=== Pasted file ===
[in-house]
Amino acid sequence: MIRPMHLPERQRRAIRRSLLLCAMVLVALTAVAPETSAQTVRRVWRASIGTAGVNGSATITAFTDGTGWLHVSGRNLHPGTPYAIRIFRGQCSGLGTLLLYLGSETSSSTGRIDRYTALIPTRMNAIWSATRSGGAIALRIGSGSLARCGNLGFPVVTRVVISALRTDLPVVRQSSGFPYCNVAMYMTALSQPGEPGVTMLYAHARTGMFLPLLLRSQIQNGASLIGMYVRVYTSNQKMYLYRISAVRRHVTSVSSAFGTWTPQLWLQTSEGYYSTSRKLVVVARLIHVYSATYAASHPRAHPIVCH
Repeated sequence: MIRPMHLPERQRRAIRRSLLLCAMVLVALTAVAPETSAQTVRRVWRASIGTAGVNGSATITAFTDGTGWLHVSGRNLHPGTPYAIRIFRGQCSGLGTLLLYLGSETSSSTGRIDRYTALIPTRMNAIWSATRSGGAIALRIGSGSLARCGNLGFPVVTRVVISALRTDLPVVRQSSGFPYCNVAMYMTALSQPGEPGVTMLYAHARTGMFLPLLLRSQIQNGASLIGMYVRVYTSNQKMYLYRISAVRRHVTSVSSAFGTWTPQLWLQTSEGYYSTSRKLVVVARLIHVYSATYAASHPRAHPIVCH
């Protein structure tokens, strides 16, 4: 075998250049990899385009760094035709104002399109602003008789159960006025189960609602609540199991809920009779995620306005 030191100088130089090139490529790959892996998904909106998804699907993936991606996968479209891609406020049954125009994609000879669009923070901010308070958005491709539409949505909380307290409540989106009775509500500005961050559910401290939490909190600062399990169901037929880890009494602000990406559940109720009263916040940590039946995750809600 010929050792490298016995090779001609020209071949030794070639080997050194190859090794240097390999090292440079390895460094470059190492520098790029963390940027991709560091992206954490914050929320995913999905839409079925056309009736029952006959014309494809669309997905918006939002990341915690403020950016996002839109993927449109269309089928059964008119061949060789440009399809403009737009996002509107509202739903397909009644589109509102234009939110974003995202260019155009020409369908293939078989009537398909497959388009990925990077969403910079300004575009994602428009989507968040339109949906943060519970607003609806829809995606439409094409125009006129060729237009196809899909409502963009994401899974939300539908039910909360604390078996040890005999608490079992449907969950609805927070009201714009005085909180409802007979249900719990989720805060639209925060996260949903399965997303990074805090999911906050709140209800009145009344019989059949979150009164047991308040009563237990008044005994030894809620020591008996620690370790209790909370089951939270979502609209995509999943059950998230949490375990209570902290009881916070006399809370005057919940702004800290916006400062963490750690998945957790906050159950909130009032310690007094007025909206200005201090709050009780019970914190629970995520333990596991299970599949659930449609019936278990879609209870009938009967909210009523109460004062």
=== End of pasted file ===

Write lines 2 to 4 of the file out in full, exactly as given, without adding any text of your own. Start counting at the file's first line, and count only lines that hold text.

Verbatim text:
Amino acid sequence: MIRPMHLPERQRRAIRRSLLLCAMVLVALTAVAPETSAQTVRRVWRASIGTAGVNGSATITAFTDGTGWLHVSGRNLHPGTPYAIRIFRGQCSGLGTLLLYLGSETSSSTGRIDRYTALIPTRMNAIWSATRSGGAIALRIGSGSLARCGNLGFPVVTRVVISALRTDLPVVRQSSGFPYCNVAMYMTALSQPGEPGVTMLYAHARTGMFLPLLLRSQIQNGASLIGMYVRVYTSNQKMYLYRISAVRRHVTSVSSAFGTWTPQLWLQTSEGYYSTSRKLVVVARLIHVYSATYAASHPRAHPIVCH
Repeated sequence: MIRPMHLPERQRRAIRRSLLLCAMVLVALTAVAPETSAQTVRRVWRASIGTAGVNGSATITAFTDGTGWLHVSGRNLHPGTPYAIRIFRGQCSGLGTLLLYLGSETSSSTGRIDRYTALIPTRMNAIWSATRSGGAIALRIGSGSLARCGNLGFPVVTRVVISALRTDLPVVRQSSGFPYCNVAMYMTALSQPGEPGVTMLYAHARTGMFLPLLLRSQIQNGASLIGMYVRVYTSNQKMYLYRISAVRRHVTSVSSAFGTWTPQLWLQTSEGYYSTSRKLVVVARLIHVYSATYAASHPRAHPIVCH
């Protein structure tokens, strides 16, 4: 075998250049990899385009760094035709104002399109602003008789159960006025189960609602609540199991809920009779995620306005 030191100088130089090139490529790959892996998904909106998804699907993936991606996968479209891609406020049954125009994609000879669009923070901010308070958005491709539409949505909380307290409540989106009775509500500005961050559910401290939490909190600062399990169901037929880890009494602000990406559940109720009263916040940590039946995750809600 010929050792490298016995090779001609020209071949030794070639080997050194190859090794240097390999090292440079390895460094470059190492520098790029963390940027991709560091992206954490914050929320995913999905839409079925056309009736029952006959014309494809669309997905918006939002990341915690403020950016996002839109993927449109269309089928059964008119061949060789440009399809403009737009996002509107509202739903397909009644589109509102234009939110974003995202260019155009020409369908293939078989009537398909497959388009990925990077969403910079300004575009994602428009989507968040339109949906943060519970607003609806829809995606439409094409125009006129060729237009196809899909409502963009994401899974939300539908039910909360604390078996040890005999608490079992449907969950609805927070009201714009005085909180409802007979249900719990989720805060639209925060996260949903399965997303990074805090999911906050709140209800009145009344019989059949979150009164047991308040009563237990008044005994030894809620020591008996620690370790209790909370089951939270979502609209995509999943059950998230949490375990209570902290009881916070006399809370005057919940702004800290916006400062963490750690998945957790906050159950909130009032310690007094007025909206200005201090709050009780019970914190629970995520333990596991299970599949659930449609019936278990879609209870009938009967909210009523109460004062």